Golden age of Canadian hoops is here to stay

Andrew Wiggins (Jason DeCrow/AP)

With a record amount of Canadians drafted into the NBA in 2014, I thought it was time to look into what decisions young players have to make early in their basketball careers. While it is true that every summer AAU programs and national teams play a huge role in a player’s development, the majority of most teenagers’ time is spent in high school. Yet, the decision of where to play between the ages of 14 and 18 is often overlooked.

Canadian lottery picks Tristan Thompson, Cory Joseph, Anthony Bennett, Andrew Wiggins, Nik Stauskas and Tyler Ennis all spent the majority of their time south of the border at American prep schools… Thompson, Joseph and Bennett all ended up at Findlay Prep, which is where I decided to start my journey.

As I have written about before, there are also many examples of Canadian players achieving success while staying at home. Kevin Pangos is a prime example, as is Dyshawn Pierre who spent his entire high school career in Whitby, Ont. before helping the Dayton Flyers reach the Sweet 16 this past March.

But traditional Canadian high schools face new problems every season—from teacher strikes to restrictive training times to battling the lure of American basketball factories that promise competition players can’t find at home.

The basketball community in Canada has a bit of a history of in-fighting, but there is one thing everyone can agree on: The sooner our best players end up staying at home, the better it will be for the sport in our country.

My next stop was a unique school environment, Bill Crothers Secondary School.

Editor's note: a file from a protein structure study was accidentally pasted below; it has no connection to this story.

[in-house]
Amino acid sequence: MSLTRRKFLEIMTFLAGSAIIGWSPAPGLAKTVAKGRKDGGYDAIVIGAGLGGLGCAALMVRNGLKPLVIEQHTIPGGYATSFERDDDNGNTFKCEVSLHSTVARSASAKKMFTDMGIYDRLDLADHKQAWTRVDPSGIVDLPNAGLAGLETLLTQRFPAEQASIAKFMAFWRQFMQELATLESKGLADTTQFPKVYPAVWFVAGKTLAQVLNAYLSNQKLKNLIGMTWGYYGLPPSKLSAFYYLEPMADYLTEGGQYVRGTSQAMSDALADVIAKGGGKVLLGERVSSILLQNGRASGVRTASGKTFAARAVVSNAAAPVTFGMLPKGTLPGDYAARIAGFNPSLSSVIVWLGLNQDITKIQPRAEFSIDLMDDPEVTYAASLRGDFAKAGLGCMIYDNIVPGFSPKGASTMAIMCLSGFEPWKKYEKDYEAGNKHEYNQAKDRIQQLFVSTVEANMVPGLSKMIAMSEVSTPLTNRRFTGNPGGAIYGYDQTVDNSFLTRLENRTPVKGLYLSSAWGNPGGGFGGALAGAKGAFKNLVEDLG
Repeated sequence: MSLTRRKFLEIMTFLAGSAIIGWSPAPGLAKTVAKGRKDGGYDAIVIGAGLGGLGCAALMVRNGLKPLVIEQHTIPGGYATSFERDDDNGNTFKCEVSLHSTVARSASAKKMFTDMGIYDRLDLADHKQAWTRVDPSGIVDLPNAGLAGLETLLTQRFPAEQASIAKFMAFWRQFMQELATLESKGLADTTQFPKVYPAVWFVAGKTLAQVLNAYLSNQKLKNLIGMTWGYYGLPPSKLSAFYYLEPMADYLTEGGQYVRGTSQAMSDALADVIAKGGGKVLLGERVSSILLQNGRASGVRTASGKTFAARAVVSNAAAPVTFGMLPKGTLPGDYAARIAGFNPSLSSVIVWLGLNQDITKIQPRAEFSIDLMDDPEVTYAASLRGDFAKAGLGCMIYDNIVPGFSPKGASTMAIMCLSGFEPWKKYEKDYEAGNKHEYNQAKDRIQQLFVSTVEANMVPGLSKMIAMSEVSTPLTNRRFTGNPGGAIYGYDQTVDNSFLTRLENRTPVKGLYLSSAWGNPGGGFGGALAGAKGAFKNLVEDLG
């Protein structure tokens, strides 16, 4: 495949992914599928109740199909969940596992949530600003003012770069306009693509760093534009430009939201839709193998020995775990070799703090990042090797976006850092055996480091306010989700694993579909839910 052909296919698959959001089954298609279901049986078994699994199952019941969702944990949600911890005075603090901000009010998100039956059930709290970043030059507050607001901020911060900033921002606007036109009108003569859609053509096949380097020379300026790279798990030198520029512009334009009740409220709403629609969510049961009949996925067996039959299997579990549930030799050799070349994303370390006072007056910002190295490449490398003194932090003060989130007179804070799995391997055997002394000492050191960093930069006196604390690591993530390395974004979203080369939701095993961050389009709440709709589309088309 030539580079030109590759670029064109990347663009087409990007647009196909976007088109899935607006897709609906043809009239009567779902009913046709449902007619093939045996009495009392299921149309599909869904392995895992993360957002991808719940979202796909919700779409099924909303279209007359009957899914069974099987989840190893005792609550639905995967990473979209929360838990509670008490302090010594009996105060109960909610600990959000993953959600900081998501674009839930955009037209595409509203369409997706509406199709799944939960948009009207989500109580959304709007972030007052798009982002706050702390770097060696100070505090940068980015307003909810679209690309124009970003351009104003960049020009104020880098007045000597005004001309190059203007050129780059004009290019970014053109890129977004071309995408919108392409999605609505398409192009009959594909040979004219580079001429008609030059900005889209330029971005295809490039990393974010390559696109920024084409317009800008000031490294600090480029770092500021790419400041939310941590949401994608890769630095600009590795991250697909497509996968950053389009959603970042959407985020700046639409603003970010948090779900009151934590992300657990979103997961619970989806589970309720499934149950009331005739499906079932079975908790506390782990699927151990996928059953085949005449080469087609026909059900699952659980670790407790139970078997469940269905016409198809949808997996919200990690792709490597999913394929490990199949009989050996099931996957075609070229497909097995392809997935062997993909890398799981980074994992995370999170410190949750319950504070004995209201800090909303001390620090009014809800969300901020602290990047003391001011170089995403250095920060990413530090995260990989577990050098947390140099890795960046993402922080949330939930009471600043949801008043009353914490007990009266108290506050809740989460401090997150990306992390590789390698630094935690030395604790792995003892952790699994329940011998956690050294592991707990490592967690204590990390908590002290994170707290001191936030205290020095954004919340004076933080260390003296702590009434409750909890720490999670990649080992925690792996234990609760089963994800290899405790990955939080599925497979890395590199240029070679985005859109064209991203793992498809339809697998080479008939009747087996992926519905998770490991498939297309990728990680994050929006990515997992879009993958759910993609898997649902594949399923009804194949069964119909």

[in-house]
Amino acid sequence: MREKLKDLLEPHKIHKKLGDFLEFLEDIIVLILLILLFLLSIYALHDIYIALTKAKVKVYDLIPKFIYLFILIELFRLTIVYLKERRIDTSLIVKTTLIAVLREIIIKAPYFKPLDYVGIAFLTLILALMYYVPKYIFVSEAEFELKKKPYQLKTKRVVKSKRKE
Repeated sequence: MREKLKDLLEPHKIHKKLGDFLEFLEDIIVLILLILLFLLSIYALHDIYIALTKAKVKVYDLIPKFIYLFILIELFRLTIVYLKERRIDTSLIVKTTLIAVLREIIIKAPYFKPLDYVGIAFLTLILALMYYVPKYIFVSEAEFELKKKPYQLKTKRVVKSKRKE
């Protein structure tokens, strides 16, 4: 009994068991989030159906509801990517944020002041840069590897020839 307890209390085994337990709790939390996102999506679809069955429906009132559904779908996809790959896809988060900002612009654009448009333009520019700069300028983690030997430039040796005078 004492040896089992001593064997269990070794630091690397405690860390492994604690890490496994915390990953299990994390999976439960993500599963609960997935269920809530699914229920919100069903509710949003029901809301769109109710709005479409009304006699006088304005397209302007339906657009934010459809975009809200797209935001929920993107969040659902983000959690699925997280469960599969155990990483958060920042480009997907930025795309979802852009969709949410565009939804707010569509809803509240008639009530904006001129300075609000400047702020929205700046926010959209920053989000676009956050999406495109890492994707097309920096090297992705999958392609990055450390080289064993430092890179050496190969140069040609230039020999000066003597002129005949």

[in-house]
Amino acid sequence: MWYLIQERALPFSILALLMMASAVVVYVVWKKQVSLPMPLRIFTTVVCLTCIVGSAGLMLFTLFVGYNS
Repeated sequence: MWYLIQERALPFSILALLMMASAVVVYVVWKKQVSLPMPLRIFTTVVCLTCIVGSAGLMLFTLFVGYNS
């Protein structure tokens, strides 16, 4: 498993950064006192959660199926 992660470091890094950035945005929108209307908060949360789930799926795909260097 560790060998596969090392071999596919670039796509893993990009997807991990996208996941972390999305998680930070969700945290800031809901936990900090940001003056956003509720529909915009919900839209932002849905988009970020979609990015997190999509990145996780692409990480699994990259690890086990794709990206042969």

Recently Rashad McCants admitted to taking ‘paper classes’ during his time at U.N.C.. The NCAA long been rumored to give players free passse when it came to their schoolwork, but that is no longer the case.

Now more than ever, young players must keep their grades up to snuff before chasing their Division-1 basketball dreams. As such, new basketball start-ups in Canada must be able to properly prepare their players for the academic challenges they’ll face at the next level. The Athlete Institute is on the verge of becoming a special destination for players looking for the specific tools needed to succeed both on and off the court.

This web series had three goals: To inform young players in Canada that staying home is becoming a more and more viable option; to highlight the importance of academics for each and every player that dribbles a basketball; and, like always, to remind viewers that Canadian boom in the NBA is only just beginning and there’s a lot more to come.

The “Golden Age of Canadian basketball” has been coming for a while—and it’s here to stay.

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